School Committee Honors Coach Martucci for His Sustained Excellence as WHS Girls Hockey Coach

When Butch Martucci was honored with a special award from the Winthrop School Committee in recognition of his 150th career victory, it was Supt. of Schools Lisa Howard who made the announcement.

Mrs. Howard had a front row seat for the excellence that Martucci has brought to the Winthrop High School girls hockey program as its head coach. Howard’s daughter, Gretchen, was an All-Star goaltender in Winthrop before continuing her career at Salve Regina University.

Martucci has been the head coach of the Winthrop Vikings (formerly the Lady Bulldogs co-op team with the Lynn schools) for 12 seasons. This year’s Winthrop team was 10-3-1, one game shy of the league title. Winthrop handed Peabody its only loss of the season but fell in the rematch by a 3-2 score at Larsen Rink.

The award could be viewed as a lifetime achievement award for Butch Martucci who has put Winthrop girls hockey on the map. His high school team is a perennial qualifier for the State Tournament. His Winthrop Youth Hockey girls teams have won several state titles.

Martucci humbly chose to reflect on some of his players’ achievements, rather than his own award from the School Committee.

He noted that this season Emma Holmes, part of the Holmes Terrific Triplets that includes Abby and Julia Holmes, was the Vikings’ leading scorer.

“They’re awesome. They’re great kids and they work so hard,” said Martucci. “And they’re big-time hockey players. The three of them contributed a ton to our team.”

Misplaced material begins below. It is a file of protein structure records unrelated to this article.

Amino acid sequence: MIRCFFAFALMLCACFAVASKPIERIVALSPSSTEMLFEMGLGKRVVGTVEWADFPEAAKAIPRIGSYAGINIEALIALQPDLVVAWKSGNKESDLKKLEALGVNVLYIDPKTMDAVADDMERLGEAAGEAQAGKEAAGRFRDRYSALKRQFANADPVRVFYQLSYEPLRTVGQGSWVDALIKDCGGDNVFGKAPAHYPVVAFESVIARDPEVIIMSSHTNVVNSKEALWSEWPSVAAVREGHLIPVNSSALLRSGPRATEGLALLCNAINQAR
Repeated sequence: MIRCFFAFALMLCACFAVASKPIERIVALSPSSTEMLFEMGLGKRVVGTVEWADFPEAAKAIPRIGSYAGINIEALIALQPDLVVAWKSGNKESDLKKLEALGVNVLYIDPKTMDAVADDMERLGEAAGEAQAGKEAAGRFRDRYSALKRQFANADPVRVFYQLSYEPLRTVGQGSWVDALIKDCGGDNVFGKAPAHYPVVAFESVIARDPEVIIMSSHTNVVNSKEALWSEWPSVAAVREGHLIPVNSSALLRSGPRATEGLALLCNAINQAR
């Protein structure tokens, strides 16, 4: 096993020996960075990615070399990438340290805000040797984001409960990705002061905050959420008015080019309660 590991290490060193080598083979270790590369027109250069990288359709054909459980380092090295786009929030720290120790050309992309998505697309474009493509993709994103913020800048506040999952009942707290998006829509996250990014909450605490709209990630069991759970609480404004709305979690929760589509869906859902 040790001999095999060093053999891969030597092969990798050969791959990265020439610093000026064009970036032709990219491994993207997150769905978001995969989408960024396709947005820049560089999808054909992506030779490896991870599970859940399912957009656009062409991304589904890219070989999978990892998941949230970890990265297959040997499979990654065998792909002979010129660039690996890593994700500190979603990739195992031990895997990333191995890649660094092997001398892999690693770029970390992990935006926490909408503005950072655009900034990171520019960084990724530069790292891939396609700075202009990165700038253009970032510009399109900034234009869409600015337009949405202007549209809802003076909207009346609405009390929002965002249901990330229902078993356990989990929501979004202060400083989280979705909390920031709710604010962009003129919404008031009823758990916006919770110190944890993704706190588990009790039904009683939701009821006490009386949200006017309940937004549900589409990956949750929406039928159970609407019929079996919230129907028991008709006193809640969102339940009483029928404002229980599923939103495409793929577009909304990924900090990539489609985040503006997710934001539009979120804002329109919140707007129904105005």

Mia Martucci, the head coach’s daughter, is also a big-time Winthrop athlete. Mia was the team’s second-leading scorer and served as one of the captains this season. She played on the No. 1 line with Emma and Julia Holmes. That line produced 70 points in 14 games.

“Mia was fantastic for us this year, she had a big year,” said Martucci.

Summer Tallent, representing a well-known Winthrop family, was the team’s star goaltender. “She’s a superstar, another one of our captains as a junior,” said Tallent. “She’s a great leader and the ultimate competitor.”

Once a Viking, Always a Viking

Butch Martucci, 45, graduated Winthrop High in 1993. He played football and hockey and competed in track for the Vikings.

“I was very fortunate. I had three great coaches, Tony Fucillo, Tom Holmen, and Pat McGee. Tony was one of the most dedicated guys I’ve ever played for in my life in all sports. Tom Holmen was a very good man and Mrs. McGee was one of the best. It was very, entirely evident that she was awesome in every way. She was just a good lady.”

Martucci was one of the Vikings’ offensive linemen who opened the paths for All-Scholastic Anthony Palmer. “I blocked for ‘Touchdown Tony’ Palmer, who was one of my best friends,” said Martucci, who played for Winthrop in the 1992 Super Bowl.

His brother, Gus Martucci, had preceded him to Super Bowl stardom.

“I remember my brother helping Winthrop win a Super Bowl [in 1981], but I was not allowed to go to the game,” recalled Butch. “I had to stay home because it was cold and I was young. I was six years old.”

He is the proud son of Minnie Martucci and the late Tony Martucci, who died last year. “It was the loss of a legend. It was tough for us, but we’ll get through it,” said Butch.

(Butch Martucci’s wife, Tracey Gigliello Martucci, was also honored by the Winthrop School Committee for her 100th victory as the head coach in the Winthrop High girls soccer program. Her Winthrop team finished with a sterling 11-1-1 record this spring. We’ll chat with the former Winthrop and Salem State University soccer standout for next week’s edition).

Leave a Reply

Your email address will not be published. Required fields are marked *

This site uses Akismet to reduce spam. Learn how your comment data is processed.